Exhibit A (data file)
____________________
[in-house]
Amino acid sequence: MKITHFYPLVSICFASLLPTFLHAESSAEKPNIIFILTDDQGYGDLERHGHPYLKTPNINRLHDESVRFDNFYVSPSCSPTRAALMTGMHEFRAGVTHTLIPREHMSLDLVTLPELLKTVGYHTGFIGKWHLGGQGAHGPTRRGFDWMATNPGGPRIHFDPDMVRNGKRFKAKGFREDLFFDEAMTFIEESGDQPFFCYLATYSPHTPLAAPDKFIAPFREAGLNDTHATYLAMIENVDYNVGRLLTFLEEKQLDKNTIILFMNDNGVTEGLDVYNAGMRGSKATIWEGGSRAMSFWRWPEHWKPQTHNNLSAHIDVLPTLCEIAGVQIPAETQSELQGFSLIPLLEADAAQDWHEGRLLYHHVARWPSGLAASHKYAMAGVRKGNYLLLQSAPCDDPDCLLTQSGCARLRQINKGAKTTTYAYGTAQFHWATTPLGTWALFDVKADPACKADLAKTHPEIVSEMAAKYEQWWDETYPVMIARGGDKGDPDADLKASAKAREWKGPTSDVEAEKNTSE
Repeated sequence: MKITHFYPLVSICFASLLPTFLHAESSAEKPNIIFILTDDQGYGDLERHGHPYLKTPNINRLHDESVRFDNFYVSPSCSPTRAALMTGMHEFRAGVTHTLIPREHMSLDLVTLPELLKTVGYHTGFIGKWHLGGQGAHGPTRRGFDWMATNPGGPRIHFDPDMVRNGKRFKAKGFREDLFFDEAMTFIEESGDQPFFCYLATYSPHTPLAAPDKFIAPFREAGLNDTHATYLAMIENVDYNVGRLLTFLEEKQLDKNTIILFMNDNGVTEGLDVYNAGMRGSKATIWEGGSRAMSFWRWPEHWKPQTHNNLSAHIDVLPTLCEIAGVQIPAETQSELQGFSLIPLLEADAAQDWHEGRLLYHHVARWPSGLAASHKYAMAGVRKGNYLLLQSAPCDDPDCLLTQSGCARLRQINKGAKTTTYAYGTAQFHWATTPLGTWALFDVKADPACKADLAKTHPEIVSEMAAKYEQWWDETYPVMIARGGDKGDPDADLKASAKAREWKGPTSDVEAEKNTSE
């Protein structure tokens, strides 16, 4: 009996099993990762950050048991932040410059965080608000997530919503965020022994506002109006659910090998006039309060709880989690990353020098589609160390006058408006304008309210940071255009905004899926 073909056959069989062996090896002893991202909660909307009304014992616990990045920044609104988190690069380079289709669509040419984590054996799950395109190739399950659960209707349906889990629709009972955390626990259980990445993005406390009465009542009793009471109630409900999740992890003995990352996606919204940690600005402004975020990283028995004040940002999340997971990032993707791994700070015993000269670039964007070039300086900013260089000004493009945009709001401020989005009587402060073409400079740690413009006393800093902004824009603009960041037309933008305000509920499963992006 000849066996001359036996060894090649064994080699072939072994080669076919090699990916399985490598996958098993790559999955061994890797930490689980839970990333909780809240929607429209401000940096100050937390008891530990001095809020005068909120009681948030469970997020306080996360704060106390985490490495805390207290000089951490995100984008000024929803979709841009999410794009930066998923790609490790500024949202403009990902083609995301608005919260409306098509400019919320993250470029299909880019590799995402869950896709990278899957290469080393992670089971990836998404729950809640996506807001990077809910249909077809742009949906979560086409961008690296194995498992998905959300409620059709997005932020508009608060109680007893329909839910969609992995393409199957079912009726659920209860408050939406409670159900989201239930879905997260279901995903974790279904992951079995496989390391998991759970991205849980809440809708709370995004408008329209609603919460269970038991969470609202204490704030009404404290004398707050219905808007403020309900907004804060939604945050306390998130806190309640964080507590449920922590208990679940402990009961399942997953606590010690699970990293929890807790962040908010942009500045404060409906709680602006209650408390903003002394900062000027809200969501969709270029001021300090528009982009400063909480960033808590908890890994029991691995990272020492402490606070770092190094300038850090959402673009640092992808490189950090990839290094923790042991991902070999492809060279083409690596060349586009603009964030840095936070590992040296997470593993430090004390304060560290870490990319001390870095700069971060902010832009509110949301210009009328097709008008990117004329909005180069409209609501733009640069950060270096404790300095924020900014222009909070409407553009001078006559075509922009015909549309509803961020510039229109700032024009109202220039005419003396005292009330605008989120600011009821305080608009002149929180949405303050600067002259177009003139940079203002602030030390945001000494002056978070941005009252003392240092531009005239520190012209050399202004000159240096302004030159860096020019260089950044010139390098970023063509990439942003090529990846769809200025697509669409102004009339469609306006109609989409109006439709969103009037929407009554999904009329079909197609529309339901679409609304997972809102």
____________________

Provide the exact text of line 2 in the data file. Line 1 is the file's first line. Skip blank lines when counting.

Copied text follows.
Amino acid sequence: MKITHFYPLVSICFASLLPTFLHAESSAEKPNIIFILTDDQGYGDLERHGHPYLKTPNINRLHDESVRFDNFYVSPSCSPTRAALMTGMHEFRAGVTHTLIPREHMSLDLVTLPELLKTVGYHTGFIGKWHLGGQGAHGPTRRGFDWMATNPGGPRIHFDPDMVRNGKRFKAKGFREDLFFDEAMTFIEESGDQPFFCYLATYSPHTPLAAPDKFIAPFREAGLNDTHATYLAMIENVDYNVGRLLTFLEEKQLDKNTIILFMNDNGVTEGLDVYNAGMRGSKATIWEGGSRAMSFWRWPEHWKPQTHNNLSAHIDVLPTLCEIAGVQIPAETQSELQGFSLIPLLEADAAQDWHEGRLLYHHVARWPSGLAASHKYAMAGVRKGNYLLLQSAPCDDPDCLLTQSGCARLRQINKGAKTTTYAYGTAQFHWATTPLGTWALFDVKADPACKADLAKTHPEIVSEMAAKYEQWWDETYPVMIARGGDKGDPDADLKASAKAREWKGPTSDVEAEKNTSE